When Ulises came up with the roadbots, he worked out a bunch of stuff about their habitats and tidepool ecology; the cloverleaves-to-nowhere, built out of reprocessed garbage and extending into the ocean, are his stroke of genius, and they might be my favorite thing about this issue.

Pg. 8: Sometimes, there’s no way to adequately explain stuff without bogging the story down, so you just have to sprinkle a few clues and let things roll. The idea behind Checkpoint Bardot (whose name echoes “bardo” as well as Brigitte) is that MC2’s economy depends heavily on the movie/vid industry, and the only way for most people to immigrate there is to land a role. So waves of asylum-seekers land at the checkpoints for open casting calls; you get one shot at “auditioning” for citizenship. Roles can be exceptionally dangerous, especially for extras–as we mentioned briefly in #1, the vogue is for “authentic cinema,” with real actors and no special effects, so even blockbusters are made Dogme 95-style (rules 6 and 8 notwithstanding). Most of the refugees who arrive at the checkpoints are hoping to trade up to possible doom from certain doom, basically.

Uranium City, by the way, is a real place, and also the setting for the Dredd spinoff series Harmony.

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Pg. 9: I can’t get over how perfectly Ulises pulled off the Kahlista.

Pg. 12: There’s a great bit in (SoCal author and musician) Rob Roberge’s novel “More Than They Could Chew”: “You can get through life with just two lines: I don’t know and You’re talking to the wrong guy/gal.”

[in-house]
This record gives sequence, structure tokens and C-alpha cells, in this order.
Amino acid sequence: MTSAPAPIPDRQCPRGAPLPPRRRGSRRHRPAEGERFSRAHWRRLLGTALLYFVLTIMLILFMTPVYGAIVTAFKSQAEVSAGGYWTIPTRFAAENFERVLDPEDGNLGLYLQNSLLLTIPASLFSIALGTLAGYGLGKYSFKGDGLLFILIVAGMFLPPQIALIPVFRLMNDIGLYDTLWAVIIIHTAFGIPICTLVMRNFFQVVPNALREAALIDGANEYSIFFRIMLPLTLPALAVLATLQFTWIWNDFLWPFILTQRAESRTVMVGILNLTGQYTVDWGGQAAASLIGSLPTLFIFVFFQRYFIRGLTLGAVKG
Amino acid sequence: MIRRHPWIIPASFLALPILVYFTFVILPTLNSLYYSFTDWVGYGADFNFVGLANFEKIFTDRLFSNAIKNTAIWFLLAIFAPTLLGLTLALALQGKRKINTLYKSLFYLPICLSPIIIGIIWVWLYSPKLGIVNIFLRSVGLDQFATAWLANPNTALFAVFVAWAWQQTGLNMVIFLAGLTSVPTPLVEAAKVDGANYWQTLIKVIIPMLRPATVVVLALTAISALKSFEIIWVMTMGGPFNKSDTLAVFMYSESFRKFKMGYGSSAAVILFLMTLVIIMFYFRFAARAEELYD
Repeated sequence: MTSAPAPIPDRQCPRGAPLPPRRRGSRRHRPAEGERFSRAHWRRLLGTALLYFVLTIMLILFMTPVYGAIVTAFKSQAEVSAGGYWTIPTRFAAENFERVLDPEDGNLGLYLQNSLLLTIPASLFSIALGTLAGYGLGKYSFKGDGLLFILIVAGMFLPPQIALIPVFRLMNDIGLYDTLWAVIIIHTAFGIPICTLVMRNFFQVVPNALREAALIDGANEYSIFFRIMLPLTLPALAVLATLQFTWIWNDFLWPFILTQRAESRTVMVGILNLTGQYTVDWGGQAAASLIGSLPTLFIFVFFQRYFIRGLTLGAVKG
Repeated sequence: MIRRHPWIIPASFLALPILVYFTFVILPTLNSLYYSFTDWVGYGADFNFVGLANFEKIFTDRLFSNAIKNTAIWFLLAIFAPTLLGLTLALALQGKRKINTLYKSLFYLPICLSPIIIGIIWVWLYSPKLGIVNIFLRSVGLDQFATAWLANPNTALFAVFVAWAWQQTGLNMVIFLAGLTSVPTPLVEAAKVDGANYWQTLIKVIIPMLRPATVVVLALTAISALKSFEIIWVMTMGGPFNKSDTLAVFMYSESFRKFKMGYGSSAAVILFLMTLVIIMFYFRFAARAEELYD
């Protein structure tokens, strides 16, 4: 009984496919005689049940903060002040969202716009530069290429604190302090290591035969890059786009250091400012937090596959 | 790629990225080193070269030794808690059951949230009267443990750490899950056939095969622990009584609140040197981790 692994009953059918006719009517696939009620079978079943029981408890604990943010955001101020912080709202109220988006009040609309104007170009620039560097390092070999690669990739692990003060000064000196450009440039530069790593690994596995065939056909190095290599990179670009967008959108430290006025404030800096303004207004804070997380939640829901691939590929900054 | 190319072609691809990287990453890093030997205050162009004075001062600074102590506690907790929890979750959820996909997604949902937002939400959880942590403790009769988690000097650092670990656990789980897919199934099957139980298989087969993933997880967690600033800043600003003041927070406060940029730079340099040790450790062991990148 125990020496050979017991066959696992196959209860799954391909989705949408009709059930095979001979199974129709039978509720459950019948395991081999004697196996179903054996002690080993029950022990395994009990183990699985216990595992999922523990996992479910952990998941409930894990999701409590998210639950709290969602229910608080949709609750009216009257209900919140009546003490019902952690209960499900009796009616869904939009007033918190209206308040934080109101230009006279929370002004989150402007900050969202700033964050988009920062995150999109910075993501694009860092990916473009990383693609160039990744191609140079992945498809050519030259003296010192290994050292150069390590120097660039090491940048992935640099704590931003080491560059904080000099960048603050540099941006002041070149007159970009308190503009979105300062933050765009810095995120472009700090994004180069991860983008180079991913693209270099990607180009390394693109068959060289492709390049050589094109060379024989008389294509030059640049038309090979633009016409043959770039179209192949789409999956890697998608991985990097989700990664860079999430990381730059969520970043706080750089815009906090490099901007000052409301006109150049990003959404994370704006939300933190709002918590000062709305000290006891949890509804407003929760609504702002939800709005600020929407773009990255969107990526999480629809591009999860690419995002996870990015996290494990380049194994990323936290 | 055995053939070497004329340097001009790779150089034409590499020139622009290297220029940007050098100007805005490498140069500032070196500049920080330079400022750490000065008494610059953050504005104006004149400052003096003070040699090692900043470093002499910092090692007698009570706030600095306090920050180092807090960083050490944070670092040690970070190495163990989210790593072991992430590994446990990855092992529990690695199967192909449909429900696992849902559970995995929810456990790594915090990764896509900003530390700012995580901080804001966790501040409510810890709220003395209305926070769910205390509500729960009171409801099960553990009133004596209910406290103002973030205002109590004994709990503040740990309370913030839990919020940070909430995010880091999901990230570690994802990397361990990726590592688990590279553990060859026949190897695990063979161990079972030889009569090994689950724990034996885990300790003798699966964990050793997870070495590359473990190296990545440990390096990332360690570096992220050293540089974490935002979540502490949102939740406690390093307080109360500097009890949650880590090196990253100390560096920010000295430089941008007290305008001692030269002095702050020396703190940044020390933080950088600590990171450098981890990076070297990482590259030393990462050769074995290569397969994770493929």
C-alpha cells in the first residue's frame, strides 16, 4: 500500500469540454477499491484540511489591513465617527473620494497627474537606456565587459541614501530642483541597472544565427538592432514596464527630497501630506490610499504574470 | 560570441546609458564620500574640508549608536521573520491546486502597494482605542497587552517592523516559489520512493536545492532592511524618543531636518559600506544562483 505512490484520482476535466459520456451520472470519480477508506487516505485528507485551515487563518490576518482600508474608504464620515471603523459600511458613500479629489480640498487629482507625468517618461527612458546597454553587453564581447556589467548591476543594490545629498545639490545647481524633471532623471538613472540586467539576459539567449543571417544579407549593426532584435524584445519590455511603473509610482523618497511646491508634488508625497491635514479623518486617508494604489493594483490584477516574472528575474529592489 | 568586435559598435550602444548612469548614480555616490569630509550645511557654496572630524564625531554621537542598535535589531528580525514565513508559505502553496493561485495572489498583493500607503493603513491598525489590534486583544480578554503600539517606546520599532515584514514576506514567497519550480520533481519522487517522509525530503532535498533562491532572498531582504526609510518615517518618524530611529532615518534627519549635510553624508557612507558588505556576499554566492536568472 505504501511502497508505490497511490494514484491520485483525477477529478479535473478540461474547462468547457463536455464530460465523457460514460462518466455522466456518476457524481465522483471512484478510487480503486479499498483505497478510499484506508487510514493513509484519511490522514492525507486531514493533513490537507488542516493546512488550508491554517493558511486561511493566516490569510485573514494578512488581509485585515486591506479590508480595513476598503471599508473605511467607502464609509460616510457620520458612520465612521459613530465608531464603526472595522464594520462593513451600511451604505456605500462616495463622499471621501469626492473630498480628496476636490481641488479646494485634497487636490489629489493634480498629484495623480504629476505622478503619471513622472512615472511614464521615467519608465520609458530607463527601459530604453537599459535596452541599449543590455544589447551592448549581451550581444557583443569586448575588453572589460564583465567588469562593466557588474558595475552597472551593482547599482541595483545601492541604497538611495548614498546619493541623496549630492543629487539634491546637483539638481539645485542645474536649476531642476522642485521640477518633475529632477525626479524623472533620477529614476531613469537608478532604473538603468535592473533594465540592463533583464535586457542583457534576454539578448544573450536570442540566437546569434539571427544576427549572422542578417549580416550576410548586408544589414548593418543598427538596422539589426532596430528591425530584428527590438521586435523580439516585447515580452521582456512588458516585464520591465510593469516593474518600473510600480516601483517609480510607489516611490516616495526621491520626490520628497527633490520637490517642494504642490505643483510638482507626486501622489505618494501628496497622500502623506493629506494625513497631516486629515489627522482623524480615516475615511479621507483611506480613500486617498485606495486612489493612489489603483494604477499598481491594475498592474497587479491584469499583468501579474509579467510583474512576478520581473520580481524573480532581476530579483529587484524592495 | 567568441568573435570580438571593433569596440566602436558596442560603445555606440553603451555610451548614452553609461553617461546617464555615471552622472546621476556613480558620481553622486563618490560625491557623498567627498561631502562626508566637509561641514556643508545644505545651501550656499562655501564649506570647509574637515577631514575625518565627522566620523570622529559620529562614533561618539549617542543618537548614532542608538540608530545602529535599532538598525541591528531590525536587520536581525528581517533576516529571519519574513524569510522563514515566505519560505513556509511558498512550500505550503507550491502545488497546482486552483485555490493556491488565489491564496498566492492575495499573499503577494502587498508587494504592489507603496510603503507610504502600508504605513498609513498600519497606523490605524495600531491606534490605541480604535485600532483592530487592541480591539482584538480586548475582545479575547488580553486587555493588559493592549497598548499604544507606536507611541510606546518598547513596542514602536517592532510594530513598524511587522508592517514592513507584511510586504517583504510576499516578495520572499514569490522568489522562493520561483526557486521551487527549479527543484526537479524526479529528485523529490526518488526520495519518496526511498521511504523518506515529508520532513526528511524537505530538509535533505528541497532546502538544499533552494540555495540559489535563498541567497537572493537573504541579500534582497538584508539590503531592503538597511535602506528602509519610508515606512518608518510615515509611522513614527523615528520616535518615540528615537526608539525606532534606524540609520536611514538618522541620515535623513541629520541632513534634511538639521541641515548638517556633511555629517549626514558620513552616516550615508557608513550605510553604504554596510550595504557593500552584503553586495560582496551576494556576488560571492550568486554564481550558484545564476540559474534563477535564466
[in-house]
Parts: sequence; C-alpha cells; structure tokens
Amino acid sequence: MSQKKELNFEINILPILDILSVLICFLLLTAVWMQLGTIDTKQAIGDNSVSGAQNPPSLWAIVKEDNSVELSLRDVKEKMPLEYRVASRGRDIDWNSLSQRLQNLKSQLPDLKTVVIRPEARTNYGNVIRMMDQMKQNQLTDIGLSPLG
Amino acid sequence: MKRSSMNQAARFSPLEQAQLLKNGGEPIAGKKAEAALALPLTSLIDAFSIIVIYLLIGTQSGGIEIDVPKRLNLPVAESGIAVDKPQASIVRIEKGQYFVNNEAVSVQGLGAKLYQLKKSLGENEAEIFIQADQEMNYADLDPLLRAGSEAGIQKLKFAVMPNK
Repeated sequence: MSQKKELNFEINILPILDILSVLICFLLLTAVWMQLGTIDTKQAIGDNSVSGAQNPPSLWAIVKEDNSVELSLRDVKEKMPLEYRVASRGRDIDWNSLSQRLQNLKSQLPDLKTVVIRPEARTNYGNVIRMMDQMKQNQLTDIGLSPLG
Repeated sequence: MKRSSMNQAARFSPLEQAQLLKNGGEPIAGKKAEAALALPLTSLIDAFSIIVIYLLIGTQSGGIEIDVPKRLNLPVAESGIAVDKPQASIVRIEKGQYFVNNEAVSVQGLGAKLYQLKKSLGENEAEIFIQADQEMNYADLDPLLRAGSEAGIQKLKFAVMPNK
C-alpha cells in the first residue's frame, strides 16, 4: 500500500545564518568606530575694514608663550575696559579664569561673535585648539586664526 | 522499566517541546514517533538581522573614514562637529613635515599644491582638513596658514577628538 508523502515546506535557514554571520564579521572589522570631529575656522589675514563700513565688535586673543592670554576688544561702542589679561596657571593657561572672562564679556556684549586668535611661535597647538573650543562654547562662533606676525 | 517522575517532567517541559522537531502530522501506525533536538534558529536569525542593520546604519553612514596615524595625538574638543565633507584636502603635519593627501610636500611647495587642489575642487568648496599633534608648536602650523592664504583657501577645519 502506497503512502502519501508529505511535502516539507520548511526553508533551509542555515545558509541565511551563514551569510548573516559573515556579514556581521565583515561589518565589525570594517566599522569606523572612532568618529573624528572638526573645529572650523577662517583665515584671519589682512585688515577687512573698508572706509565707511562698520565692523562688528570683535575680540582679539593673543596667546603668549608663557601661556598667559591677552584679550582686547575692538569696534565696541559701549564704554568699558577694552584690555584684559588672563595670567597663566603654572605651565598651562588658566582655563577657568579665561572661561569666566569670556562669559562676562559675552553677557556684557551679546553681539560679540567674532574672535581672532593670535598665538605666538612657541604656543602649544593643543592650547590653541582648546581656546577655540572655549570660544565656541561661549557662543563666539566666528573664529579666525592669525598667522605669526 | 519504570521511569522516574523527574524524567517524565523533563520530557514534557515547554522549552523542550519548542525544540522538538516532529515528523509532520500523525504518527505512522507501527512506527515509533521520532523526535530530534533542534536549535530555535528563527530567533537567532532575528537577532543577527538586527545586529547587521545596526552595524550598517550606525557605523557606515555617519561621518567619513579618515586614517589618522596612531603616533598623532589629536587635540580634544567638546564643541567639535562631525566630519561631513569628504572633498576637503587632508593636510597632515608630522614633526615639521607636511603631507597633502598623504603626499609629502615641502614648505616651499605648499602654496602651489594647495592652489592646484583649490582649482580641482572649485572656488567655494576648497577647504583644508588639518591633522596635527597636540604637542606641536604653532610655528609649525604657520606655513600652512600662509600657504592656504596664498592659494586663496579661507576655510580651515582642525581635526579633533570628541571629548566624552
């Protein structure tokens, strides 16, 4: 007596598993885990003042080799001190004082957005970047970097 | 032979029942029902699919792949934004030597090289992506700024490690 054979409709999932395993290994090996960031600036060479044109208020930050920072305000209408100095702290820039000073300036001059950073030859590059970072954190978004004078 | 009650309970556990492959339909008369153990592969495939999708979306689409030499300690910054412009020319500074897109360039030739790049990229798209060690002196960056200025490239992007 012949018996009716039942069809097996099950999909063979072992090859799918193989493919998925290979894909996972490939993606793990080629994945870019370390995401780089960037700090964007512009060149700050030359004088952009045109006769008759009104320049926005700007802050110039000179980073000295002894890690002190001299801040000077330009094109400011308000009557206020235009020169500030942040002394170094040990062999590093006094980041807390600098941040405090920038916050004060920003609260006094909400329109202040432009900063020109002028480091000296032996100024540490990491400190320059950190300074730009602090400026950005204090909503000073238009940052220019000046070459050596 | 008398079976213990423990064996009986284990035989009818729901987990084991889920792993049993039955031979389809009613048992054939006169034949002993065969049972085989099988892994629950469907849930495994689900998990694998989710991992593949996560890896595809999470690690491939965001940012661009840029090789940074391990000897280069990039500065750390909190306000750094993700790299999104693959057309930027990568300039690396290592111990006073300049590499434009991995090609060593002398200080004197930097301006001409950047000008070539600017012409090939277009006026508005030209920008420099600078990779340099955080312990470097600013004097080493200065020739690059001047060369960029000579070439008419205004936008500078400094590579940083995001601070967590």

Pg. 13: Yep, (near-)certain doom. I’ve been known to grouse about stuffed animals as symbols of betrayed innocence in comics, but I cracked up at the Barry Badger plushie here.

Pg. 14: We’ve been seeing references to Santos since the beginning, but now we’re starting to flesh out who he is and what he represents. Foreshadowing! Excellent literary device! Will be used more later! “Oz” is the Australian Mega-City (as seen in the long Dredd storyline of the same name).

Pp. 15-16: I love how airy Ulises and Ryan made this scene. They can do crazy detail, obviously, but they also give our setting a real sense of openness.

Pg. 17: Five-panel page as originally written, ten-panel page as ingeniously restaged by Mr. Farinas. Saints after whom hospitals are named in John Wagner’s Dredd stories include Doris Day and Melvyn Bragg, among others.

Pg. 19: Robots have their own priorities. I tried to sneak references to every previous Dredd-universe story that showed bits of pre-“Judgment Day” Mega-City Two into this miniseries somewhere; StigCorp figured prominently in the Chopper storylines Song of the Surfer and Earth, Wind and Fire, and Mimsey comes from Dave Stone’s Dredd novel Wetworks. (Ursus is Ulises’ invention from #1.)

Yeah, Dredd’s come a long way from dressing down Cadena in #1 to concurring with her suggestion here…

Pg. 20: …which is not to say that he’s entirely into playing to the cameras now.

Pg. 21: Tight boots are one thing, but waterlogged tight boots are just a drag to wear. Great, great page, visually speaking, which has already been analyzed in some depth by Loser City. (And another instance of the artists drastically improving on what was in the script.)

Pg. 22: Another smart move from Ulises: the kid getting cuffed here is the one we saw earlier. He’s also pointed out that the cover of #4 acts as a bonus strip for #3… the gags in the final panel, from the Amazing Spider-Man #50 homage to the “Rodney’s Last Ride” with a 187 license plate to the Coney Island-style panopticon, are all his. You know, for all the artists he gets compared to, I don’t think many people mention Will Elder

See you in a few weeks for #4. And do you think we’d take you to a place called Melody Time without bursting into song a few times? If so, rethink that.